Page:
18 months ago my son and his wife bought me a Garmin watch so I now had more info on my HR and fitness besides just riding with my Polar HRM, what I found out was the 150 minutes per week of exercise that a doctor would ask about, I was exceeding that on a daily basis, last week was 210 minutes a day average.

    When I started mountain biking 34 years ago there wasn't the problem on such a scale now as we have with the plus size people, the lack of physical work seems to be the problem, so we need more people of my age out there showing that there is life in the old dog yet.
    Now where's that "Get Out of Crash Free Card"
  • kirkymtbkirkymtb Posts: 31
    craker wrote:
    At 48 I find myself getting into Ultra trail running. Watching YouTube vids of events like the Dragon's Back ultra it's fascinating how competitive older people are, they're up there competing for podium places in their 60s.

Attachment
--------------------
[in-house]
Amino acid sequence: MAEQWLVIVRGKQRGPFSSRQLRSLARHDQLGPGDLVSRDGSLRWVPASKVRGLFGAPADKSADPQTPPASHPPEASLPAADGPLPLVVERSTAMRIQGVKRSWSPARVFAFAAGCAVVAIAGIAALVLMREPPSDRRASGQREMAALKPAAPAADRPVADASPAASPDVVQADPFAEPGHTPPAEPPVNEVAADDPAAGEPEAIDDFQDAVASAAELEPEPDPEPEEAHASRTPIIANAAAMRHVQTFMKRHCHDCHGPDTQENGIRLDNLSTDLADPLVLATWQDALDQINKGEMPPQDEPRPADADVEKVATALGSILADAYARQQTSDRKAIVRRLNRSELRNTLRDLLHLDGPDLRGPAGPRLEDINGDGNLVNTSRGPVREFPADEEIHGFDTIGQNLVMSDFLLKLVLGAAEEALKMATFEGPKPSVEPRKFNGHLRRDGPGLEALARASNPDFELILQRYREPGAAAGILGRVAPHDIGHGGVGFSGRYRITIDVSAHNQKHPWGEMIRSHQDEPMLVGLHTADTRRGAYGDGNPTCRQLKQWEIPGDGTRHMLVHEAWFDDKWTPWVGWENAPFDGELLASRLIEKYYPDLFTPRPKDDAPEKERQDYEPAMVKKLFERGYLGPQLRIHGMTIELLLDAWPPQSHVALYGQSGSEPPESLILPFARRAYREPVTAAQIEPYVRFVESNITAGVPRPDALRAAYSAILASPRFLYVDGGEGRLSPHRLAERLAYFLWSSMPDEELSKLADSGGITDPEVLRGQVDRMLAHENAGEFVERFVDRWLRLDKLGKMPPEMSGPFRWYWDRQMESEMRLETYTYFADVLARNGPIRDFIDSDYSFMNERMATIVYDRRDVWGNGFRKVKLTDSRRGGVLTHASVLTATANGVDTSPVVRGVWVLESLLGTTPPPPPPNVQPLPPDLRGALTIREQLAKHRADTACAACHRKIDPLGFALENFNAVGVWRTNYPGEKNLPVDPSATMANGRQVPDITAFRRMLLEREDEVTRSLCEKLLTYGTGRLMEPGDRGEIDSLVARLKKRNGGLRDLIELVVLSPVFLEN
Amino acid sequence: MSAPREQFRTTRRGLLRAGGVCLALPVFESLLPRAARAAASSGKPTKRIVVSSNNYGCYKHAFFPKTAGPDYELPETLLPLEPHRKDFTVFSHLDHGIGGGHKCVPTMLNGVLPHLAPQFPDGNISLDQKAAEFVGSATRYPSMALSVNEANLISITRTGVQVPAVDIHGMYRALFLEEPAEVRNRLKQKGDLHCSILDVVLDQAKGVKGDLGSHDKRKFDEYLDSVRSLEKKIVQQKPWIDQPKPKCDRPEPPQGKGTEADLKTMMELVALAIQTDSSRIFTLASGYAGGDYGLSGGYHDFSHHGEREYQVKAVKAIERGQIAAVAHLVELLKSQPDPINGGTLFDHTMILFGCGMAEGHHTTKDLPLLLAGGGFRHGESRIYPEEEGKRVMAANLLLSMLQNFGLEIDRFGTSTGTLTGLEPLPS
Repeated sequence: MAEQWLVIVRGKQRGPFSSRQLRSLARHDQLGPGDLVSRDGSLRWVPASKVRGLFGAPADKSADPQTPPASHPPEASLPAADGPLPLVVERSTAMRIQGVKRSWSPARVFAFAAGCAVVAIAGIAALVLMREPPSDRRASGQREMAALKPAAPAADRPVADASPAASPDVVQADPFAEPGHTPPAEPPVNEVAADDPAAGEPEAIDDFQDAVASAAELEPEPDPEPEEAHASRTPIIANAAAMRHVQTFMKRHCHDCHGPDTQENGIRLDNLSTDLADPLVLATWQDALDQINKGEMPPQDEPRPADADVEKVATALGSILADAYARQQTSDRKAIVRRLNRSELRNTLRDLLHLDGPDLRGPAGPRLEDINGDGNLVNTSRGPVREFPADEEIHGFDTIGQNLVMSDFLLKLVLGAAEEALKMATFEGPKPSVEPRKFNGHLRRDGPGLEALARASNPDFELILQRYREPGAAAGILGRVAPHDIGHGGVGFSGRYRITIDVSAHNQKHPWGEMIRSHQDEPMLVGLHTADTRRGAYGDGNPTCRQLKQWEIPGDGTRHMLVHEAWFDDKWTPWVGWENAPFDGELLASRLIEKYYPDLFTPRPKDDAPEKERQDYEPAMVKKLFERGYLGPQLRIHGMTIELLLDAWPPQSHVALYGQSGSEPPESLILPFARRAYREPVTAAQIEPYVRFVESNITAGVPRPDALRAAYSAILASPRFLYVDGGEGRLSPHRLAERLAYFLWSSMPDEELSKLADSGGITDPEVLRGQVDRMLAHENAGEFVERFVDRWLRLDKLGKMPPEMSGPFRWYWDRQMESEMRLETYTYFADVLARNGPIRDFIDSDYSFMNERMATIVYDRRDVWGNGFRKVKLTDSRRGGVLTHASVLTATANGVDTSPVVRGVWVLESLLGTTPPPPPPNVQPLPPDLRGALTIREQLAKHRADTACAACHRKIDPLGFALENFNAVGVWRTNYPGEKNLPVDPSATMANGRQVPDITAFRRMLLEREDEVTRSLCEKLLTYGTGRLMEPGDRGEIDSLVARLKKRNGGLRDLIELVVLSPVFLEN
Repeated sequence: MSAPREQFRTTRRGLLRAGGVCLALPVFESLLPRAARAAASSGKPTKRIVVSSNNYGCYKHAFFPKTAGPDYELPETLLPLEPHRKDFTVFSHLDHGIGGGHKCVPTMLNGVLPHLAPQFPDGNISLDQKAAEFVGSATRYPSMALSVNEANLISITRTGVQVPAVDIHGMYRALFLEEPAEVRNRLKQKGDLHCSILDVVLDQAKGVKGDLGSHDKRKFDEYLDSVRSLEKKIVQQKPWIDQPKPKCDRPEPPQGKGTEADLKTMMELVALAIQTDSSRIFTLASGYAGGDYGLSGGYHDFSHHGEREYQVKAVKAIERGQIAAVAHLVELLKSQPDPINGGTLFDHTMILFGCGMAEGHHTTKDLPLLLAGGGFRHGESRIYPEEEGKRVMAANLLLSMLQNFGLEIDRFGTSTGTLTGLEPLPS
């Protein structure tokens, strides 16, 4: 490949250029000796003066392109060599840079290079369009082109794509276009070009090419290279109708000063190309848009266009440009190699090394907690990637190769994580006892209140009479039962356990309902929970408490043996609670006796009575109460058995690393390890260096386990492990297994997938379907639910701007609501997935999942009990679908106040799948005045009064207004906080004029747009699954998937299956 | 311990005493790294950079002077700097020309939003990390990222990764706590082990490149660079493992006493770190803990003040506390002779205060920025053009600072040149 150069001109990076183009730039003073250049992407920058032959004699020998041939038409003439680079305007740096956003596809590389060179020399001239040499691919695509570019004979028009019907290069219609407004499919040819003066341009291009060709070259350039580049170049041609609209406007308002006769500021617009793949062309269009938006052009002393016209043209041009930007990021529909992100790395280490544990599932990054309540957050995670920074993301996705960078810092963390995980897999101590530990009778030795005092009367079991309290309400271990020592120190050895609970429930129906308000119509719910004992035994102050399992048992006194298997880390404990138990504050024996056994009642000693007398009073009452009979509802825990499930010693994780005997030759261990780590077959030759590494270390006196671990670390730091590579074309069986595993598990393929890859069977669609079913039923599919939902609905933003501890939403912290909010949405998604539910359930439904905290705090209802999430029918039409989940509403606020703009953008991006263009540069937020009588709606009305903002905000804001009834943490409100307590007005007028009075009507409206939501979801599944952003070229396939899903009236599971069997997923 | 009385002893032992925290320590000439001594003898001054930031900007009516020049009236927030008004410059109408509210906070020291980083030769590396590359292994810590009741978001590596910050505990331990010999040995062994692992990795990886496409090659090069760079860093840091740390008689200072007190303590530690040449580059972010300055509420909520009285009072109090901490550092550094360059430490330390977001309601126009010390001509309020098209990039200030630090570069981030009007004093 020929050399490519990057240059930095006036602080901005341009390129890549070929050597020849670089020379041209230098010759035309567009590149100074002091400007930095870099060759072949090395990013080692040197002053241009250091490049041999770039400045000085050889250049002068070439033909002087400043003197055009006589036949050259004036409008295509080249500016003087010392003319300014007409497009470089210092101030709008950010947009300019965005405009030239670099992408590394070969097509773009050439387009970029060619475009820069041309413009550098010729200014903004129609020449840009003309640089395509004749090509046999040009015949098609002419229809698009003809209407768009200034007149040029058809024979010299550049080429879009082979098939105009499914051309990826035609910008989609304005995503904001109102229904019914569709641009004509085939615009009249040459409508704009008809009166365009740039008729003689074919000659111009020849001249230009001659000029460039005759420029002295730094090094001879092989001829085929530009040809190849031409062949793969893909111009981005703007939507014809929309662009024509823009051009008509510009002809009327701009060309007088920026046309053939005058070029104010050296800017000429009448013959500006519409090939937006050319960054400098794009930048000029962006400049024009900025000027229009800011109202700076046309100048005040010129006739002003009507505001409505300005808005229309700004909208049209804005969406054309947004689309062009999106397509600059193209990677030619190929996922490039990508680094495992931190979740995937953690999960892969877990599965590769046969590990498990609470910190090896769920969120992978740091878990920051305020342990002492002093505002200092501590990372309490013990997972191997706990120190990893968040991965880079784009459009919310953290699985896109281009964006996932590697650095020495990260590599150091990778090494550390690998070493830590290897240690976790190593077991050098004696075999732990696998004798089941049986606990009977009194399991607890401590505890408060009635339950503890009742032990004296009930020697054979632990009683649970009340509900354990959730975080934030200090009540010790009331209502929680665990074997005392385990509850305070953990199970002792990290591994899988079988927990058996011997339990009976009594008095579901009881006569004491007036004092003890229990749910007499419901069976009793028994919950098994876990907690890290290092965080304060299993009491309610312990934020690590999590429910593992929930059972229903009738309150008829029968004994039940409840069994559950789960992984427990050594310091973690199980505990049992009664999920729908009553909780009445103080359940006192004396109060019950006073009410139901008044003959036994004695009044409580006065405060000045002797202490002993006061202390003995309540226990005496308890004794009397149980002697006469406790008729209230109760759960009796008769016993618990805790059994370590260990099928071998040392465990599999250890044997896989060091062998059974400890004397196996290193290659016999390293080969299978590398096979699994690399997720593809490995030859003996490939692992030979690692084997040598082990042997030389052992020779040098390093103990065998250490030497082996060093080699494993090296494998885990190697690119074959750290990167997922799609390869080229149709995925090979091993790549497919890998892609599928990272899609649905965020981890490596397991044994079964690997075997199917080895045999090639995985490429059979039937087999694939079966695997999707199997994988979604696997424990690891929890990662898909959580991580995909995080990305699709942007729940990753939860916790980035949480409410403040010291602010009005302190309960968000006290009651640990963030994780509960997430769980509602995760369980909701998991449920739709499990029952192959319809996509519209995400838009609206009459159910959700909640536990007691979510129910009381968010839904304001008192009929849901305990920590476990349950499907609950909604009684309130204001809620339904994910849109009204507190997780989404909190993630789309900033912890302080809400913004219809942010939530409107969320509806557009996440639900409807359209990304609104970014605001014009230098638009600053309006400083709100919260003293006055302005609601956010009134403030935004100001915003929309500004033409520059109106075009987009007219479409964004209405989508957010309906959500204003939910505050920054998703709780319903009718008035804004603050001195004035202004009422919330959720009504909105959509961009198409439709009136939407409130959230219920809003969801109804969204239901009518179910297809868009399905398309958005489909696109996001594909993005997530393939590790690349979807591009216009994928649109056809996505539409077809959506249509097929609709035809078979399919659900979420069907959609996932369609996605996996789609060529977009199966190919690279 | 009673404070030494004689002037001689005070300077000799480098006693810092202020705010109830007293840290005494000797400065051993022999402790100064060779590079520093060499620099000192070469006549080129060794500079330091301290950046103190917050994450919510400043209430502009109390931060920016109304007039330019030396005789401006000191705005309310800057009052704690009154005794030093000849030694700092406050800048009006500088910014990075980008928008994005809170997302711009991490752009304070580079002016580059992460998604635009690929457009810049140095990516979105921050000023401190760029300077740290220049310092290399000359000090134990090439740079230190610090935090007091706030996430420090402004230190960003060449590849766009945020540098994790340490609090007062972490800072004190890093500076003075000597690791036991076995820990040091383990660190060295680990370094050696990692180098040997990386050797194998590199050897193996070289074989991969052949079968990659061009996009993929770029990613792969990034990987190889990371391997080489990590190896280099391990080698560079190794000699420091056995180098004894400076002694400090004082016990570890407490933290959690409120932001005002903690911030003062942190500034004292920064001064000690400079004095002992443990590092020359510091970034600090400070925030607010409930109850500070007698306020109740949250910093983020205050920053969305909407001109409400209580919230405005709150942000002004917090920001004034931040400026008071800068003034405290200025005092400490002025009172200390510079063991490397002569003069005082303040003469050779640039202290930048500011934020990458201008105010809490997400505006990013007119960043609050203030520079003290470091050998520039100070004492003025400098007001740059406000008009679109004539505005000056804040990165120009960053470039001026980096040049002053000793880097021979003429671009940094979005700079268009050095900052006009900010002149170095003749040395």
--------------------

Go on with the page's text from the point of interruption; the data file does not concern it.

I imagine most of those older runners placing were elite runners back in the day (I have no ambition to compete at that level over 200 miles / 5 days) but older folk have endurance and race craft where the youngsters charge around and get tired.

    It's all about setting goals IMO, get your bucket list out and choose an event that you've fancied doing for ages, sign up. Train. Hurt.
    Interesting. Maybe I should set myself the goal of doing the Mary Towneley Loop on the bike. 47 miles and 6,400 feet of ascent, which is apparently what kills you! There's an organised ride which I think is in September, or I could do it any time as it's only 20 miles away from home. Tempting.
    My MTB blog...https://wordpress.com/view/mountainbiker.home.blog
    Boardman FS Pro 2016. Whyte PRST 4 2004, Whyte JW 4 2004 :D